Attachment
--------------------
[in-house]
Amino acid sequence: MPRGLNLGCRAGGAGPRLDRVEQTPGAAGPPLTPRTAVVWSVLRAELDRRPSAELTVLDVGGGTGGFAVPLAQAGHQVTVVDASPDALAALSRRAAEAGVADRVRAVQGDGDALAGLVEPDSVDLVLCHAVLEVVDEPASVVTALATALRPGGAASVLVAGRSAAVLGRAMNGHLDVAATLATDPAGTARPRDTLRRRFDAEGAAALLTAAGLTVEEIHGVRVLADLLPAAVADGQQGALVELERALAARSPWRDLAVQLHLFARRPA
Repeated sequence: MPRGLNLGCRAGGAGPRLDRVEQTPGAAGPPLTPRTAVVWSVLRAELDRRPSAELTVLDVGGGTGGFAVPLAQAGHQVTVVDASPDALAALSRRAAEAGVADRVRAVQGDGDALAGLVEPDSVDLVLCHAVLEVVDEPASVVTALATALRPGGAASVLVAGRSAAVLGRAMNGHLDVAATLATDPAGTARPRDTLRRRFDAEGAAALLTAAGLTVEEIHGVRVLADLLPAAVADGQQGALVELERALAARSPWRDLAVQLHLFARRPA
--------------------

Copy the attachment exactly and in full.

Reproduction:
[in-house]
Amino acid sequence: MPRGLNLGCRAGGAGPRLDRVEQTPGAAGPPLTPRTAVVWSVLRAELDRRPSAELTVLDVGGGTGGFAVPLAQAGHQVTVVDASPDALAALSRRAAEAGVADRVRAVQGDGDALAGLVEPDSVDLVLCHAVLEVVDEPASVVTALATALRPGGAASVLVAGRSAAVLGRAMNGHLDVAATLATDPAGTARPRDTLRRRFDAEGAAALLTAAGLTVEEIHGVRVLADLLPAAVADGQQGALVELERALAARSPWRDLAVQLHLFARRPA
Repeated sequence: MPRGLNLGCRAGGAGPRLDRVEQTPGAAGPPLTPRTAVVWSVLRAELDRRPSAELTVLDVGGGTGGFAVPLAQAGHQVTVVDASPDALAALSRRAAEAGVADRVRAVQGDGDALAGLVEPDSVDLVLCHAVLEVVDEPASVVTALATALRPGGAASVLVAGRSAAVLGRAMNGHLDVAATLATDPAGTARPRDTLRRRFDAEGAAALLTAAGLTVEEIHGVRVLADLLPAAVADGQQGALVELERALAARSPWRDLAVQLHLFARRPA